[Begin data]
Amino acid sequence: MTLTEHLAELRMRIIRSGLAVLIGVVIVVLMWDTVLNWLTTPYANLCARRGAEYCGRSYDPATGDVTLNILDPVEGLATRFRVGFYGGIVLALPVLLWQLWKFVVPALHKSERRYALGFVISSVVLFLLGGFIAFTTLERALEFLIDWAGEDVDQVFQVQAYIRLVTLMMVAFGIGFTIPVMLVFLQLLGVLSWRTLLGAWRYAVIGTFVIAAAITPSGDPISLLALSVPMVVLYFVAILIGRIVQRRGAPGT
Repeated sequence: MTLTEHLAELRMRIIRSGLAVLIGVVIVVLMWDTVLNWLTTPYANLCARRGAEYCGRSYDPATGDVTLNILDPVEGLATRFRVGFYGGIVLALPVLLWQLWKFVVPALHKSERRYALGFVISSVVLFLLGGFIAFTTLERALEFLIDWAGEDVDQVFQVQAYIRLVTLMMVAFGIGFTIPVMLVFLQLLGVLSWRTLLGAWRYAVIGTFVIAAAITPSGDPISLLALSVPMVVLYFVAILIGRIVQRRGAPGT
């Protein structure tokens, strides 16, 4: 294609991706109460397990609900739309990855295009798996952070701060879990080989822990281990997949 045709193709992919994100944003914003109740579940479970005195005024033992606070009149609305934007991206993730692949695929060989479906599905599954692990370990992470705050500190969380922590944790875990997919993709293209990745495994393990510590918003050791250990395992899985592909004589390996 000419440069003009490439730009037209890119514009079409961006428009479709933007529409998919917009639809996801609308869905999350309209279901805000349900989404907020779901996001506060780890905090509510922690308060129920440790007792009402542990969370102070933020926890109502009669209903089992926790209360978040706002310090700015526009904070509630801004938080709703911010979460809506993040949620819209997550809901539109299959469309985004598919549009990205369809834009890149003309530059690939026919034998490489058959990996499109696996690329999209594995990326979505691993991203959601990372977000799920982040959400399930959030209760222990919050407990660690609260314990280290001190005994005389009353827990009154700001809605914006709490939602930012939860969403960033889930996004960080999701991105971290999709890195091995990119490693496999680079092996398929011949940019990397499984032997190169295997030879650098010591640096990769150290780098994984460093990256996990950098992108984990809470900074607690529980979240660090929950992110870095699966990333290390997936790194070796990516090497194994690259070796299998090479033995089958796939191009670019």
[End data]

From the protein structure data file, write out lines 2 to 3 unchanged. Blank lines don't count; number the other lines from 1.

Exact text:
Repeated sequence: MTLTEHLAELRMRIIRSGLAVLIGVVIVVLMWDTVLNWLTTPYANLCARRGAEYCGRSYDPATGDVTLNILDPVEGLATRFRVGFYGGIVLALPVLLWQLWKFVVPALHKSERRYALGFVISSVVLFLLGGFIAFTTLERALEFLIDWAGEDVDQVFQVQAYIRLVTLMMVAFGIGFTIPVMLVFLQLLGVLSWRTLLGAWRYAVIGTFVIAAAITPSGDPISLLALSVPMVVLYFVAILIGRIVQRRGAPGT
């Protein structure tokens, strides 16, 4: 294609991706109460397990609900739309990855295009798996952070701060879990080989822990281990997949 045709193709992919994100944003914003109740579940479970005195005024033992606070009149609305934007991206993730692949695929060989479906599905599954692990370990992470705050500190969380922590944790875990997919993709293209990745495994393990510590918003050791250990395992899985592909004589390996 000419440069003009490439730009037209890119514009079409961006428009479709933007529409998919917009639809996801609308869905999350309209279901805000349900989404907020779901996001506060780890905090509510922690308060129920440790007792009402542990969370102070933020926890109502009669209903089992926790209360978040706002310090700015526009904070509630801004938080709703911010979460809506993040949620819209997550809901539109299959469309985004598919549009990205369809834009890149003309530059690939026919034998490489058959990996499109696996690329999209594995990326979505691993991203959601990372977000799920982040959400399930959030209760222990919050407990660690609260314990280290001190005994005389009353827990009154700001809605914006709490939602930012939860969403960033889930996004960080999701991105971290999709890195091995990119490693496999680079092996398929011949940019990397499984032997190169295997030879650098010591640096990769150290780098994984460093990256996990950098992108984990809470900074607690529980979240660090929950992110870095699966990333290390997936790194070796990516090497194994690259070796299998090479033995089958796939191009670019």